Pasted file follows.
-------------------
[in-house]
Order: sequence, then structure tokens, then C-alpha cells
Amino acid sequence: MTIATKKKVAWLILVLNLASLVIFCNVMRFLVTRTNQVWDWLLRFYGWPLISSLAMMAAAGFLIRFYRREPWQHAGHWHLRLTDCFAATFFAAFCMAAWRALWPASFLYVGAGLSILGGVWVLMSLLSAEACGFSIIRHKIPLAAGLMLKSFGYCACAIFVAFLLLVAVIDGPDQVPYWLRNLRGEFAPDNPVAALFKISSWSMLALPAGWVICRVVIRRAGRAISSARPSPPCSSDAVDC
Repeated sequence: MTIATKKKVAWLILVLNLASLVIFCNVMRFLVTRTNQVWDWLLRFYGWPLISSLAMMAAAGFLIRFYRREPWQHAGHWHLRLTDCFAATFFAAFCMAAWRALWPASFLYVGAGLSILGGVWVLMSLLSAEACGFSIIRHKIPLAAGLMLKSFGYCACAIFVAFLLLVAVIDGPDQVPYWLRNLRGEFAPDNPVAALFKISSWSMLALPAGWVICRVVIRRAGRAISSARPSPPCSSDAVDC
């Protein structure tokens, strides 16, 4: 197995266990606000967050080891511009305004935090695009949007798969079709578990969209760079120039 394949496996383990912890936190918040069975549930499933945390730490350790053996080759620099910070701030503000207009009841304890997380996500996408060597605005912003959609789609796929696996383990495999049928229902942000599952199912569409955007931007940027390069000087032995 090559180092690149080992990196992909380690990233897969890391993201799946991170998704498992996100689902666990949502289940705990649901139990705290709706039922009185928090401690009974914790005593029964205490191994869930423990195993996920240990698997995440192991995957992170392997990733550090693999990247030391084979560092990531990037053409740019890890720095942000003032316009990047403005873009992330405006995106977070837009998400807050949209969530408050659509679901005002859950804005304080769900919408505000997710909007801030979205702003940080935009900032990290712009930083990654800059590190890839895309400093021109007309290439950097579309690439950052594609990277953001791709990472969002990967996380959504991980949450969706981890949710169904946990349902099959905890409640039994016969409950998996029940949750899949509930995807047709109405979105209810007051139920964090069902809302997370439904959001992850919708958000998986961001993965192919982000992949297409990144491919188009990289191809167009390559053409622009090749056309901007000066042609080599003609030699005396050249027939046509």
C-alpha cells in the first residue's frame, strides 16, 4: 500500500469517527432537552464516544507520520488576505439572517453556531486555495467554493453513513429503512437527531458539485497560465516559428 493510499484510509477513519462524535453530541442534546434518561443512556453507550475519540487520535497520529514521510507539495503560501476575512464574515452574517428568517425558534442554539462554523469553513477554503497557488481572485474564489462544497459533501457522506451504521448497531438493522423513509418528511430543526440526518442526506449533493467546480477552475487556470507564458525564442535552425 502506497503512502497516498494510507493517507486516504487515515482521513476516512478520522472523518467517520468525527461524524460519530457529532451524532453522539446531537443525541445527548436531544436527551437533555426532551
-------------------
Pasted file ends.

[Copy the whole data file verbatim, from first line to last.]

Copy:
[in-house]
Order: sequence, then structure tokens, then C-alpha cells
Amino acid sequence: MTIATKKKVAWLILVLNLASLVIFCNVMRFLVTRTNQVWDWLLRFYGWPLISSLAMMAAAGFLIRFYRREPWQHAGHWHLRLTDCFAATFFAAFCMAAWRALWPASFLYVGAGLSILGGVWVLMSLLSAEACGFSIIRHKIPLAAGLMLKSFGYCACAIFVAFLLLVAVIDGPDQVPYWLRNLRGEFAPDNPVAALFKISSWSMLALPAGWVICRVVIRRAGRAISSARPSPPCSSDAVDC
Repeated sequence: MTIATKKKVAWLILVLNLASLVIFCNVMRFLVTRTNQVWDWLLRFYGWPLISSLAMMAAAGFLIRFYRREPWQHAGHWHLRLTDCFAATFFAAFCMAAWRALWPASFLYVGAGLSILGGVWVLMSLLSAEACGFSIIRHKIPLAAGLMLKSFGYCACAIFVAFLLLVAVIDGPDQVPYWLRNLRGEFAPDNPVAALFKISSWSMLALPAGWVICRVVIRRAGRAISSARPSPPCSSDAVDC
């Protein structure tokens, strides 16, 4: 197995266990606000967050080891511009305004935090695009949007798969079709578990969209760079120039 394949496996383990912890936190918040069975549930499933945390730490350790053996080759620099910070701030503000207009009841304890997380996500996408060597605005912003959609789609796929696996383990495999049928229902942000599952199912569409955007931007940027390069000087032995 090559180092690149080992990196992909380690990233897969890391993201799946991170998704498992996100689902666990949502289940705990649901139990705290709706039922009185928090401690009974914790005593029964205490191994869930423990195993996920240990698997995440192991995957992170392997990733550090693999990247030391084979560092990531990037053409740019890890720095942000003032316009990047403005873009992330405006995106977070837009998400807050949209969530408050659509679901005002859950804005304080769900919408505000997710909007801030979205702003940080935009900032990290712009930083990654800059590190890839895309400093021109007309290439950097579309690439950052594609990277953001791709990472969002990967996380959504991980949450969706981890949710169904946990349902099959905890409640039994016969409950998996029940949750899949509930995807047709109405979105209810007051139920964090069902809302997370439904959001992850919708958000998986961001993965192919982000992949297409990144491919188009990289191809167009390559053409622009090749056309901007000066042609080599003609030699005396050249027939046509």
C-alpha cells in the first residue's frame, strides 16, 4: 500500500469517527432537552464516544507520520488576505439572517453556531486555495467554493453513513429503512437527531458539485497560465516559428 493510499484510509477513519462524535453530541442534546434518561443512556453507550475519540487520535497520529514521510507539495503560501476575512464574515452574517428568517425558534442554539462554523469553513477554503497557488481572485474564489462544497459533501457522506451504521448497531438493522423513509418528511430543526440526518442526506449533493467546480477552475487556470507564458525564442535552425 502506497503512502497516498494510507493517507486516504487515515482521513476516512478520522472523518467517520468525527461524524460519530457529532451524532453522539446531537443525541445527548436531544436527551437533555426532551